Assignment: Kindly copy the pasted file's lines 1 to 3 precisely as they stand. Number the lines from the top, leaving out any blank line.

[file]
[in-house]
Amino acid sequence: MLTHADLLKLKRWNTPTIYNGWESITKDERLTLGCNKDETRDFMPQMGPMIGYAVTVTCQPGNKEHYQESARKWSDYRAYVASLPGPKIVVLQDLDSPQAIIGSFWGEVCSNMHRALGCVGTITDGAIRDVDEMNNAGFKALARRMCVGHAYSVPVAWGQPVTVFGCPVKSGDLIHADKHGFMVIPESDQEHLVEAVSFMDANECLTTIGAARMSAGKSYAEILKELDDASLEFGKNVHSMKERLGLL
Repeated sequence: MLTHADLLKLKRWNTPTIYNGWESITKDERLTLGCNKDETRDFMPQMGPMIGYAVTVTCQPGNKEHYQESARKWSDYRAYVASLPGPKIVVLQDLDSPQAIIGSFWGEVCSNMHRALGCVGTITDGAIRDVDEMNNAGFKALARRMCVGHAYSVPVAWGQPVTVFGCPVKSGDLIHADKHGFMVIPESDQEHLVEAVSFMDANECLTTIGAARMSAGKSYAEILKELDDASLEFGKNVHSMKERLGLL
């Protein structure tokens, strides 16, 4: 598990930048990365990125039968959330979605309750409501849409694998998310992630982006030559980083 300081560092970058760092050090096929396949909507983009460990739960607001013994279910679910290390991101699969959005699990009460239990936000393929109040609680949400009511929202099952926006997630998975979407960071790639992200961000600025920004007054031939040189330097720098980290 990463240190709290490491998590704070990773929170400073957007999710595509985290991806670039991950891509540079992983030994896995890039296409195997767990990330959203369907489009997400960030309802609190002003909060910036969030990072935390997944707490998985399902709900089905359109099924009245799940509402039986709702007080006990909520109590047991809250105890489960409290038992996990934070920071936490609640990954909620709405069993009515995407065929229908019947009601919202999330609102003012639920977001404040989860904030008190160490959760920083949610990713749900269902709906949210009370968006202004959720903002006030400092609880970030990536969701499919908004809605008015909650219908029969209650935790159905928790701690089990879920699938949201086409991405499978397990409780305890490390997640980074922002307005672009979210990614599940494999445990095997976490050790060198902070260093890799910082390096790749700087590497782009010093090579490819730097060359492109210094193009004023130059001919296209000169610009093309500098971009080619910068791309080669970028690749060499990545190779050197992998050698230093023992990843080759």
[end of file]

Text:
[in-house]
Amino acid sequence: MLTHADLLKLKRWNTPTIYNGWESITKDERLTLGCNKDETRDFMPQMGPMIGYAVTVTCQPGNKEHYQESARKWSDYRAYVASLPGPKIVVLQDLDSPQAIIGSFWGEVCSNMHRALGCVGTITDGAIRDVDEMNNAGFKALARRMCVGHAYSVPVAWGQPVTVFGCPVKSGDLIHADKHGFMVIPESDQEHLVEAVSFMDANECLTTIGAARMSAGKSYAEILKELDDASLEFGKNVHSMKERLGLL
Repeated sequence: MLTHADLLKLKRWNTPTIYNGWESITKDERLTLGCNKDETRDFMPQMGPMIGYAVTVTCQPGNKEHYQESARKWSDYRAYVASLPGPKIVVLQDLDSPQAIIGSFWGEVCSNMHRALGCVGTITDGAIRDVDEMNNAGFKALARRMCVGHAYSVPVAWGQPVTVFGCPVKSGDLIHADKHGFMVIPESDQEHLVEAVSFMDANECLTTIGAARMSAGKSYAEILKELDDASLEFGKNVHSMKERLGLL